Don't just stop at words on a page though – LinkedIn lets you post images, videos and even full-blown presentations, so be sure to take advantage.
Optimise your profile: Google can 'read' LinkedIn – so by putting the right 'keywords' (terms and phrases related to your specialisms) in your profile, you can increase the chances of being found through 'organic' (i.e. non-paid) search, as well as by those using LinkedIn's built-in search functions.
Go Premium: While not a necessity by any means, LinkedIn's paid 'premium' offering – and particularly its Sales Navigator product – offer some pretty nifty features for those looking to use the platform as a business development tool, including:
- The ability to send messages ('Inmail') to people you're not connected to
- See who's viewed your profile in the last 90 days
- Advanced search functions for tracking down leads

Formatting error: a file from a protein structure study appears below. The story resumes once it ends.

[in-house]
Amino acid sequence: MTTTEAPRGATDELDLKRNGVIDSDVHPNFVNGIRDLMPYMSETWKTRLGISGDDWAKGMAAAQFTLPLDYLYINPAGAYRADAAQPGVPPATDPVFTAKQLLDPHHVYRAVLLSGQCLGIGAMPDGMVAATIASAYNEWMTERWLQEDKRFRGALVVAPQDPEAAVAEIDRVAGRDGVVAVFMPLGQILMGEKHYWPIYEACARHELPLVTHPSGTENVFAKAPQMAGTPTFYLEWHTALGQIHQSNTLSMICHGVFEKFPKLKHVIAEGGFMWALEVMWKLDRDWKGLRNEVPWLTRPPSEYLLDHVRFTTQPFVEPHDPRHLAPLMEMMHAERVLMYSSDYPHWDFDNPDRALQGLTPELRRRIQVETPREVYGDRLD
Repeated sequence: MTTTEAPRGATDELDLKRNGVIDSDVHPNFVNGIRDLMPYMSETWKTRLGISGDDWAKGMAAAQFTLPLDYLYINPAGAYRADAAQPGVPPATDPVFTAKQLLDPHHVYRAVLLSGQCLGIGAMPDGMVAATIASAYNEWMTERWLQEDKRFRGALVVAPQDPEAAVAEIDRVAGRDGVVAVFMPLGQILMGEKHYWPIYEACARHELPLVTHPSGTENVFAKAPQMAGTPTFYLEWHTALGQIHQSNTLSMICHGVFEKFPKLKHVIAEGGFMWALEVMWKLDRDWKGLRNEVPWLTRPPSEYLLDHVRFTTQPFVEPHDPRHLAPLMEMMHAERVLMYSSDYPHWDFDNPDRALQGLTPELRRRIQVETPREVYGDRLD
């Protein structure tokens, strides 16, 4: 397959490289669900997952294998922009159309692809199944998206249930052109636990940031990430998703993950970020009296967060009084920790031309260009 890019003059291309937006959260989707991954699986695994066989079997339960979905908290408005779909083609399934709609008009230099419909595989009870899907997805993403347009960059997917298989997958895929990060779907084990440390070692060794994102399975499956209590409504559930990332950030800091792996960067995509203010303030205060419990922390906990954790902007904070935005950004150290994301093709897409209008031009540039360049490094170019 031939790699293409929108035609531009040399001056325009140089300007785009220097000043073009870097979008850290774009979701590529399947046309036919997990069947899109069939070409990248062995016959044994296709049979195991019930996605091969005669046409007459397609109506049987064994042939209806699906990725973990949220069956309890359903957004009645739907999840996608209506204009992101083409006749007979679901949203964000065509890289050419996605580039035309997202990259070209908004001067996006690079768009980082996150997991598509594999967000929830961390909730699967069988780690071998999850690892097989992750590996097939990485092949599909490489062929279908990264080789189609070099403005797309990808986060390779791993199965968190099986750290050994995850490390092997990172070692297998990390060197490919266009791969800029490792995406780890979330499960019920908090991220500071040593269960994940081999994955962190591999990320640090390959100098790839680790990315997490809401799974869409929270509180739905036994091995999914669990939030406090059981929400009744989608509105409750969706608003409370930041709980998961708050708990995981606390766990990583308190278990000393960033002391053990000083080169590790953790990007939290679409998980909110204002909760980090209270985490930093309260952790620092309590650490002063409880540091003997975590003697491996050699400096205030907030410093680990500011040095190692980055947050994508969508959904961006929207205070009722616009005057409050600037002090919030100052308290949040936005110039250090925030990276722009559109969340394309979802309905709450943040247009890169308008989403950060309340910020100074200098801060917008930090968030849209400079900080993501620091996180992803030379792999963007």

- Real-time sales intelligence.
However, for the price (£60 per month or £539 annually) – you'd best be sure you'll get your money's worth. If you're unsure about whether you're ready to part with such a large sum, you can always give Premium a spin with a free month's trial.
Hopefully the above will provide a good starting block from which to commence your foray into LinkedIn, but if you've got any tips to share or think we've missed anything obvious – be sure to leave a comment below or fire us a tweet.
And if you're looking for tips on how to get the most out of your company page, you won't want to miss our free, in-depth guide to creating the perfect LinkedIn page: